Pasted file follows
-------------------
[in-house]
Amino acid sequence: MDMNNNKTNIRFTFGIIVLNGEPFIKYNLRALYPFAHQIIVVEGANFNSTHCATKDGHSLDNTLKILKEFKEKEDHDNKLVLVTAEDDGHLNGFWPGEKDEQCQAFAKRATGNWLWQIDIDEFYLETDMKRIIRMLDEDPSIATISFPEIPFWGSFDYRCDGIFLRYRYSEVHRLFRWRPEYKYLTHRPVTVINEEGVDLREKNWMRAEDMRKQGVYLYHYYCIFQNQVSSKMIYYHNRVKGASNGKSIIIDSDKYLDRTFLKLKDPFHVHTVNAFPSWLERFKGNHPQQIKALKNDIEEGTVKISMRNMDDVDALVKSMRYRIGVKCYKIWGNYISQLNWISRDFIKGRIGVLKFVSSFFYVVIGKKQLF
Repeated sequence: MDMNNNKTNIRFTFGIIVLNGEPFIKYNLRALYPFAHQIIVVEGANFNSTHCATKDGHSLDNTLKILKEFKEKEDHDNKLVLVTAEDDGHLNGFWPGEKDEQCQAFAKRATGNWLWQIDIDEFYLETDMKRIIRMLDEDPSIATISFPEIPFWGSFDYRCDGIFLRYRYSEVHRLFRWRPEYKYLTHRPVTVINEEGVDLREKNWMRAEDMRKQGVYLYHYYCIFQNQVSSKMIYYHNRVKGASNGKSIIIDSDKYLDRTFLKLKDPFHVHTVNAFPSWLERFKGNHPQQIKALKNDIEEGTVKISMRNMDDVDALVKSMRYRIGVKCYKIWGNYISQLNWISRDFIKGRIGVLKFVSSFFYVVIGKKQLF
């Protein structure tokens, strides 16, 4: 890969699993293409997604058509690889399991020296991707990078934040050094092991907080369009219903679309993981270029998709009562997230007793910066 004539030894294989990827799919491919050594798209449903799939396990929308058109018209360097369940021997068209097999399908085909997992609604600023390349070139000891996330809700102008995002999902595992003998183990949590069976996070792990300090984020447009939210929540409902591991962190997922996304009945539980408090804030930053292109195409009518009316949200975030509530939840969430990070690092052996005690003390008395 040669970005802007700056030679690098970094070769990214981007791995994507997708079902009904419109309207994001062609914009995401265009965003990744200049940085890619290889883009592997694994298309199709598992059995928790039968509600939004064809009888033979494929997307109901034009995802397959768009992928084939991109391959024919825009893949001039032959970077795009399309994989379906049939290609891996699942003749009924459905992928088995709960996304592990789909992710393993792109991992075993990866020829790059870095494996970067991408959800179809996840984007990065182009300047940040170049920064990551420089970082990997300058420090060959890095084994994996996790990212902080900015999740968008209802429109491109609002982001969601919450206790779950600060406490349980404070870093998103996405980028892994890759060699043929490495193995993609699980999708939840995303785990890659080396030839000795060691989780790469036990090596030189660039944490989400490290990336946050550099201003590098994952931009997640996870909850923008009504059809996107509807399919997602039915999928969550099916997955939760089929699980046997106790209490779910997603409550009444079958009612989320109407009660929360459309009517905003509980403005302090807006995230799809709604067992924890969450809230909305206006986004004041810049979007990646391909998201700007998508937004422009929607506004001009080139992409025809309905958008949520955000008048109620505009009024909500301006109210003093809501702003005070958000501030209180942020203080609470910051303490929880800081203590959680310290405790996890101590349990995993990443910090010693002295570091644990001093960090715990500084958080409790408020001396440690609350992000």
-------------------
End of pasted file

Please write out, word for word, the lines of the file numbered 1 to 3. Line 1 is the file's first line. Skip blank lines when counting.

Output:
[in-house]
Amino acid sequence: MDMNNNKTNIRFTFGIIVLNGEPFIKYNLRALYPFAHQIIVVEGANFNSTHCATKDGHSLDNTLKILKEFKEKEDHDNKLVLVTAEDDGHLNGFWPGEKDEQCQAFAKRATGNWLWQIDIDEFYLETDMKRIIRMLDEDPSIATISFPEIPFWGSFDYRCDGIFLRYRYSEVHRLFRWRPEYKYLTHRPVTVINEEGVDLREKNWMRAEDMRKQGVYLYHYYCIFQNQVSSKMIYYHNRVKGASNGKSIIIDSDKYLDRTFLKLKDPFHVHTVNAFPSWLERFKGNHPQQIKALKNDIEEGTVKISMRNMDDVDALVKSMRYRIGVKCYKIWGNYISQLNWISRDFIKGRIGVLKFVSSFFYVVIGKKQLF
Repeated sequence: MDMNNNKTNIRFTFGIIVLNGEPFIKYNLRALYPFAHQIIVVEGANFNSTHCATKDGHSLDNTLKILKEFKEKEDHDNKLVLVTAEDDGHLNGFWPGEKDEQCQAFAKRATGNWLWQIDIDEFYLETDMKRIIRMLDEDPSIATISFPEIPFWGSFDYRCDGIFLRYRYSEVHRLFRWRPEYKYLTHRPVTVINEEGVDLREKNWMRAEDMRKQGVYLYHYYCIFQNQVSSKMIYYHNRVKGASNGKSIIIDSDKYLDRTFLKLKDPFHVHTVNAFPSWLERFKGNHPQQIKALKNDIEEGTVKISMRNMDDVDALVKSMRYRIGVKCYKIWGNYISQLNWISRDFIKGRIGVLKFVSSFFYVVIGKKQLF